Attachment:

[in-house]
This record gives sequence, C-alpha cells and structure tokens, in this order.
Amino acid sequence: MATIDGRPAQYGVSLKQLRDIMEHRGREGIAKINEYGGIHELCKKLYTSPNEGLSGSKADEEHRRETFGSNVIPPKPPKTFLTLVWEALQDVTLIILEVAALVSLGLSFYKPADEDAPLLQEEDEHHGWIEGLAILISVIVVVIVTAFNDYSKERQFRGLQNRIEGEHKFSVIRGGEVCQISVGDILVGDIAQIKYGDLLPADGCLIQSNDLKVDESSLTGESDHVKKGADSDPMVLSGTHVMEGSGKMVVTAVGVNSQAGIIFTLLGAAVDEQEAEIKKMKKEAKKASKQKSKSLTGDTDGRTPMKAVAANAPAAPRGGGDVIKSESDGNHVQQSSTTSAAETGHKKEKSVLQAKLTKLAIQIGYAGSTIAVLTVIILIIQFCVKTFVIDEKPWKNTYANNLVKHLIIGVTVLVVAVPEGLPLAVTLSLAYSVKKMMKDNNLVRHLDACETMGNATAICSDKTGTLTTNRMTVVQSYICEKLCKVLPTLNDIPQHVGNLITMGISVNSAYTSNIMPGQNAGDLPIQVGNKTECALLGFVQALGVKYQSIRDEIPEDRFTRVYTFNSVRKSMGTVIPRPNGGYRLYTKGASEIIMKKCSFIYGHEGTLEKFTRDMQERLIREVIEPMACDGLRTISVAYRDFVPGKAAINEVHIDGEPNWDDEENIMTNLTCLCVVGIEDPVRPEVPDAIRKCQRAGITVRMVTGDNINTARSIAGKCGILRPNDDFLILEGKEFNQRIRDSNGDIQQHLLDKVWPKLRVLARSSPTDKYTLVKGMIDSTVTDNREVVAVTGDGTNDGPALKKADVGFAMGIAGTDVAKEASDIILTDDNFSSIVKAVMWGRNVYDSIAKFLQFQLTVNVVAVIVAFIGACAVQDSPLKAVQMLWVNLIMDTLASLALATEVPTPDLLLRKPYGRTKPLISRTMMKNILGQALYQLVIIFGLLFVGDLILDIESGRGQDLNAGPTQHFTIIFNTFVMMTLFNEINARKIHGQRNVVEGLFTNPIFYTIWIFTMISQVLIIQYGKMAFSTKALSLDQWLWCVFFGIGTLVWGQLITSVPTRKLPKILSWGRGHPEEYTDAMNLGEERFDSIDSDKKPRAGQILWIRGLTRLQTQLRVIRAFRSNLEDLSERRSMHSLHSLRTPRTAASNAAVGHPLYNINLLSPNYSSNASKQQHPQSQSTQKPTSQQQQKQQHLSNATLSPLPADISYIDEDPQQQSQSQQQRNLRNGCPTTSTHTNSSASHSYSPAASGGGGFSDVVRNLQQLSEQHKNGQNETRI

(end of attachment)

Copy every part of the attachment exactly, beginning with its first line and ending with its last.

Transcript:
[in-house]
This record gives sequence, C-alpha cells and structure tokens, in this order.
Amino acid sequence: MATIDGRPAQYGVSLKQLRDIMEHRGREGIAKINEYGGIHELCKKLYTSPNEGLSGSKADEEHRRETFGSNVIPPKPPKTFLTLVWEALQDVTLIILEVAALVSLGLSFYKPADEDAPLLQEEDEHHGWIEGLAILISVIVVVIVTAFNDYSKERQFRGLQNRIEGEHKFSVIRGGEVCQISVGDILVGDIAQIKYGDLLPADGCLIQSNDLKVDESSLTGESDHVKKGADSDPMVLSGTHVMEGSGKMVVTAVGVNSQAGIIFTLLGAAVDEQEAEIKKMKKEAKKASKQKSKSLTGDTDGRTPMKAVAANAPAAPRGGGDVIKSESDGNHVQQSSTTSAAETGHKKEKSVLQAKLTKLAIQIGYAGSTIAVLTVIILIIQFCVKTFVIDEKPWKNTYANNLVKHLIIGVTVLVVAVPEGLPLAVTLSLAYSVKKMMKDNNLVRHLDACETMGNATAICSDKTGTLTTNRMTVVQSYICEKLCKVLPTLNDIPQHVGNLITMGISVNSAYTSNIMPGQNAGDLPIQVGNKTECALLGFVQALGVKYQSIRDEIPEDRFTRVYTFNSVRKSMGTVIPRPNGGYRLYTKGASEIIMKKCSFIYGHEGTLEKFTRDMQERLIREVIEPMACDGLRTISVAYRDFVPGKAAINEVHIDGEPNWDDEENIMTNLTCLCVVGIEDPVRPEVPDAIRKCQRAGITVRMVTGDNINTARSIAGKCGILRPNDDFLILEGKEFNQRIRDSNGDIQQHLLDKVWPKLRVLARSSPTDKYTLVKGMIDSTVTDNREVVAVTGDGTNDGPALKKADVGFAMGIAGTDVAKEASDIILTDDNFSSIVKAVMWGRNVYDSIAKFLQFQLTVNVVAVIVAFIGACAVQDSPLKAVQMLWVNLIMDTLASLALATEVPTPDLLLRKPYGRTKPLISRTMMKNILGQALYQLVIIFGLLFVGDLILDIESGRGQDLNAGPTQHFTIIFNTFVMMTLFNEINARKIHGQRNVVEGLFTNPIFYTIWIFTMISQVLIIQYGKMAFSTKALSLDQWLWCVFFGIGTLVWGQLITSVPTRKLPKILSWGRGHPEEYTDAMNLGEERFDSIDSDKKPRAGQILWIRGLTRLQTQLRVIRAFRSNLEDLSERRSMHSLHSLRTPRTAASNAAVGHPLYNINLLSPNYSSNASKQQHPQSQSTQKPTSQQQQKQQHLSNATLSPLPADISYIDEDPQQQSQSQQQRNLRNGCPTTSTHTNSSASHSYSPAASGGGGFSDVVRNLQQLSEQHKNGQNETRI